As the general election campaign gets underway the choice for students and young workers has never been clearer. On the one hand you have a government led by a party responsible for staggering tuition fees, deaths of thousands from cut public services and in complete denial over the terrible living standards and low wages the youth face in Britain today. On the other hand you have a party built from working class organisations campaigning for a radical manifesto including the end of tuition fees and the establishment of a National Education Service for free education from cradle to grave. It is no wonder then that 48 hours into the general election campaign 316,267 people registered to vote with 65 % of them under 34 years of age. At the previous election, 61 % of eligible 18-24 year olds voted Labour. 2 years of cuts later and that figure is bound to increase.
Therefore, it comes as quite a shock that the students unions under pressure from their national body, the NUS, have enforced rules to prevent student groups from campaigning or declaring support for any political party over the course of the general election campaign. Birmingham Marxist Society (along with the other political societies on campus) were told by Birmingham Students Guild that they are forbidden to do so under a 2014 charity law that states that any registered charity must remain neutral over the general election campaigning period. They were furthermore told that this was explicitly highlighted to the Guild in a meeting with the NUS leadership.
It is not just Birmingham University where this has been a problem. At Durham, the co-chairs of Durham University Labour Club have been suspended from their positions by the students’ union for campaigning for Labour.
Though this law has been in effect since 2014, this is the first time these measures have been actively enforced by the NUS, at the most crucial period in the radicalisation and politicisation of the youth they represent. This clearly represents a betrayal of the leaders of the official student movement. Years of demoralisation and pandering to bureaucratic politics have left the student leaders totally inept at the most crucial time. Their reforms of the NUS in March this year hammered this home as they continued on a path of cuts to NUS services and lower NUS membership fees as an attempt to solve the NUS’ financial woes rather than tackling the real reason for lack of student interest in the NUS which is its out of touch attempts to neutralise political discussion amongst the youth. The fact that student unions and the NUS have had to resort to charity statuses to keep funding rather than acting as proper unions 100 % funded by and representing their base membership’s interests shows how far the student movement leadership has fallen.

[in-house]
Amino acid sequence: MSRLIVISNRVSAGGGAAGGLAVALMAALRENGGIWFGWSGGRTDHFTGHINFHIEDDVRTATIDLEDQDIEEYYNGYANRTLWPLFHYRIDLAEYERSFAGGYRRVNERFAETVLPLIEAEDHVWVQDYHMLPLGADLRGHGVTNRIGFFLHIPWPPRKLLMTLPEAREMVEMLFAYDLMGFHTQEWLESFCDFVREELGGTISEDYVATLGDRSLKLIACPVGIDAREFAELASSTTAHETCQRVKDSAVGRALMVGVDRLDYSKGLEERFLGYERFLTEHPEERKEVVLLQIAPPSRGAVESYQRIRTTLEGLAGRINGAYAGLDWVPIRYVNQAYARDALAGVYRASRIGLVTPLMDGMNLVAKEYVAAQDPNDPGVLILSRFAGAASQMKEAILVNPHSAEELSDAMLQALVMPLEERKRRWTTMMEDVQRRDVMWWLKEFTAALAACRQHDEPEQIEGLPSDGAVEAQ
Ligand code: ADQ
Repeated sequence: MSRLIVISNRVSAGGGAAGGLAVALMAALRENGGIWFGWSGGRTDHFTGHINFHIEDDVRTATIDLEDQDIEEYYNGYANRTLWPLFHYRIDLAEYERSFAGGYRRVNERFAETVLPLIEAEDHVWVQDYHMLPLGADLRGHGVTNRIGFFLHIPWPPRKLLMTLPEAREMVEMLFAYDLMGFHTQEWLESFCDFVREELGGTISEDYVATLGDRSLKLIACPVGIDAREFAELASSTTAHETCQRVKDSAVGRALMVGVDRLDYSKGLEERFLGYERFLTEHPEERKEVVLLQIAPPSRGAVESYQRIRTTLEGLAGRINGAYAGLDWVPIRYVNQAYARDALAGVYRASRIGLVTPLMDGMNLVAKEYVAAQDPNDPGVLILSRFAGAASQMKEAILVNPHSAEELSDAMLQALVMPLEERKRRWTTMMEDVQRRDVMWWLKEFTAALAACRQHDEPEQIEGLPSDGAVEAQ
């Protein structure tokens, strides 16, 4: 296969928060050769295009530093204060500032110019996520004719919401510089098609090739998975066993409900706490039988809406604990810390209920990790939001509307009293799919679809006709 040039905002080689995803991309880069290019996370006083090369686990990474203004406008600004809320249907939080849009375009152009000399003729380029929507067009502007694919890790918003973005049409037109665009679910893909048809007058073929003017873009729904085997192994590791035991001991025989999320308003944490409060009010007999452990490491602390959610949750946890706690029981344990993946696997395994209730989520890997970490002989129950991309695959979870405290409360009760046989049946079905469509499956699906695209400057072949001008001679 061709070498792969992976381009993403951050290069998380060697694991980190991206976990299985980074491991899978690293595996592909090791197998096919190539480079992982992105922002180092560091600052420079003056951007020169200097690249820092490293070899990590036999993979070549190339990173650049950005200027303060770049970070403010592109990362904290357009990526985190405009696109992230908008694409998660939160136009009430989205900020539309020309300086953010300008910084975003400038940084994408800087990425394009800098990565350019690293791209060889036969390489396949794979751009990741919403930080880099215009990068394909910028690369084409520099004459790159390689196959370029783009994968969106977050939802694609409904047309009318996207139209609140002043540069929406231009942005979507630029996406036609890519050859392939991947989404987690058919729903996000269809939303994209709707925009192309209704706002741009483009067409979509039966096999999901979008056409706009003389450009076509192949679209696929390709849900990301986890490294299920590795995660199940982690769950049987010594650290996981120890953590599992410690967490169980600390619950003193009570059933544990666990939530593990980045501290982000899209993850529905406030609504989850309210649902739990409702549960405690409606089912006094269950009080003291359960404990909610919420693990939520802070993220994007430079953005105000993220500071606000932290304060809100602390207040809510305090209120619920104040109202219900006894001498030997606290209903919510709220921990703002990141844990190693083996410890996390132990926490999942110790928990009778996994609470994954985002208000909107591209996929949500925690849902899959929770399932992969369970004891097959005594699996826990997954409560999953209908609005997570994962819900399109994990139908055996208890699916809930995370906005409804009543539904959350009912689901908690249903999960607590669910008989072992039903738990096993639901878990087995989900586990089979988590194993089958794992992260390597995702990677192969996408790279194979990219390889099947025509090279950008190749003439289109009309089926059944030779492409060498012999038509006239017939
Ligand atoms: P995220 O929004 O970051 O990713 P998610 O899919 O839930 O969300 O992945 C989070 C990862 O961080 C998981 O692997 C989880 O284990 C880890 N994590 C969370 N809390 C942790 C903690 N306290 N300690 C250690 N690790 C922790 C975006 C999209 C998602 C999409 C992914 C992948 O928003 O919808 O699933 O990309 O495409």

The Tories are running scared of the impending youthquake that could be mobilised against them. This is why they have played dirty tricks such as holding the election when students are busy with exams. Clearly, they have put pressure on an alienated layer of bureaucrats at the top of the student movement to act as a break on the student movement’s radicalisation. This is treacherous. Though these student bureaucrats lean on the claim that taking a political position would be inappropriate when representing a wide student body of differing views, in reality by enforcing neutrality upon student unions and political groups, they are suppressing the overwhelmingly supported political view of youth and students in the name of harbouring the reactionary views of a smaller, privileged layer of students.
For years we have been told that student unions won’t get involved in party politics and instead focus on pragmatic politics of single issues campaigns that stand for student interests. Every student union election year after year sees later-to-be-broken or haplessly inadequate promises about dealing with the mental health crisis and yet when a clear choice for a government that would invest £845 million for youth mental health services and put counsellors in every secondary school comes about, the student unions sabotage the ability to campaign for that prospect just so that a small handful of privileged students whose parents can afford the tuition fees and don’t need a part-time job to fund their living costs at university aren’t annoyed.
Student unions should transform themselves into a fighting organisation working in students’ interests with the ability to endorse political parties or candidates who fight for us and our universities. If our student unions’ statuses as charities hinders student activity on campus, then their statuses must change. The impact of student mobilisation through their coordinated representative bodies could be decisive in securing a Corbyn led Labour government with a radical socialist programme that presents a real fight for student interests.
Ed Maynard, Birmingham Marxist Society